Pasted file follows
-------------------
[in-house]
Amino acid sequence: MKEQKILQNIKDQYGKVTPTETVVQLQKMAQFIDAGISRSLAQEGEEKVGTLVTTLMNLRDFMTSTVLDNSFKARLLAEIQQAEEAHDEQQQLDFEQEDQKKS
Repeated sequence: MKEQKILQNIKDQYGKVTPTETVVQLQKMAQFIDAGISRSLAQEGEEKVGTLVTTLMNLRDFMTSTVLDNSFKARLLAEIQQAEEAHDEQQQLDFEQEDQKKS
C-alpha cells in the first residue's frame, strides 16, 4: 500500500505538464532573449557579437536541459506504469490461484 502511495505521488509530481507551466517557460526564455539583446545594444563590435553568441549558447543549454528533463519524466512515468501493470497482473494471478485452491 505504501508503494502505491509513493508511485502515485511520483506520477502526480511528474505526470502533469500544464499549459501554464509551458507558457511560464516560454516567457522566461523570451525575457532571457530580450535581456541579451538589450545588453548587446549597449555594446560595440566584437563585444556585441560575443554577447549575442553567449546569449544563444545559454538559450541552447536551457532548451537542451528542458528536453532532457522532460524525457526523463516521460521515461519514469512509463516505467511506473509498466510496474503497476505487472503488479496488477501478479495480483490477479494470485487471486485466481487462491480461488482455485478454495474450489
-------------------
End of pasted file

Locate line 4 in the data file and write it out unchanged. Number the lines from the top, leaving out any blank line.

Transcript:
C-alpha cells in the first residue's frame, strides 16, 4: 500500500505538464532573449557579437536541459506504469490461484 502511495505521488509530481507551466517557460526564455539583446545594444563590435553568441549558447543549454528533463519524466512515468501493470497482473494471478485452491 505504501508503494502505491509513493508511485502515485511520483506520477502526480511528474505526470502533469500544464499549459501554464509551458507558457511560464516560454516567457522566461523570451525575457532571457530580450535581456541579451538589450545588453548587446549597449555594446560595440566584437563585444556585441560575443554577447549575442553567449546569449544563444545559454538559450541552447536551457532548451537542451528542458528536453532532457522532460524525457526523463516521460521515461519514469512509463516505467511506473509498466510496474503497476505487472503488479496488477501478479495480483490477479494470485487471486485466481487462491480461488482455485478454495474450489